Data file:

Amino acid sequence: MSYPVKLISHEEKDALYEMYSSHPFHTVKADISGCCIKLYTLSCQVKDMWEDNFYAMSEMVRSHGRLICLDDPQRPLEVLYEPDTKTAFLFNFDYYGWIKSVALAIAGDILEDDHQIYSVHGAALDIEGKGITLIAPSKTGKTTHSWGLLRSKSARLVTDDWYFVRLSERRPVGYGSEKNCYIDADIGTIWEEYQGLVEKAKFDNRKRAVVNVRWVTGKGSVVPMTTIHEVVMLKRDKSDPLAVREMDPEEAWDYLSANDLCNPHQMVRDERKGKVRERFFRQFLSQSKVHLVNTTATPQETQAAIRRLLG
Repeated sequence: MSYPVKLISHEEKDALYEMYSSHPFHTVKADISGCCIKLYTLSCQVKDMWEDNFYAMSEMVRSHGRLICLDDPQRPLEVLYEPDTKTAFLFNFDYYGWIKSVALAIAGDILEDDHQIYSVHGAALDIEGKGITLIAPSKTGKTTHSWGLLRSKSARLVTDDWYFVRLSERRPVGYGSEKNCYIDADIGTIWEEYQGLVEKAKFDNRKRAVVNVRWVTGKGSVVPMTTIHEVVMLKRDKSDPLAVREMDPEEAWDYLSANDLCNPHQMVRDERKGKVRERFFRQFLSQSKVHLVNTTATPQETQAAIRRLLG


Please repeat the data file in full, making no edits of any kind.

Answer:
Amino acid sequence: MSYPVKLISHEEKDALYEMYSSHPFHTVKADISGCCIKLYTLSCQVKDMWEDNFYAMSEMVRSHGRLICLDDPQRPLEVLYEPDTKTAFLFNFDYYGWIKSVALAIAGDILEDDHQIYSVHGAALDIEGKGITLIAPSKTGKTTHSWGLLRSKSARLVTDDWYFVRLSERRPVGYGSEKNCYIDADIGTIWEEYQGLVEKAKFDNRKRAVVNVRWVTGKGSVVPMTTIHEVVMLKRDKSDPLAVREMDPEEAWDYLSANDLCNPHQMVRDERKGKVRERFFRQFLSQSKVHLVNTTATPQETQAAIRRLLG
Repeated sequence: MSYPVKLISHEEKDALYEMYSSHPFHTVKADISGCCIKLYTLSCQVKDMWEDNFYAMSEMVRSHGRLICLDDPQRPLEVLYEPDTKTAFLFNFDYYGWIKSVALAIAGDILEDDHQIYSVHGAALDIEGKGITLIAPSKTGKTTHSWGLLRSKSARLVTDDWYFVRLSERRPVGYGSEKNCYIDADIGTIWEEYQGLVEKAKFDNRKRAVVNVRWVTGKGSVVPMTTIHEVVMLKRDKSDPLAVREMDPEEAWDYLSANDLCNPHQMVRDERKGKVRERFFRQFLSQSKVHLVNTTATPQETQAAIRRLLG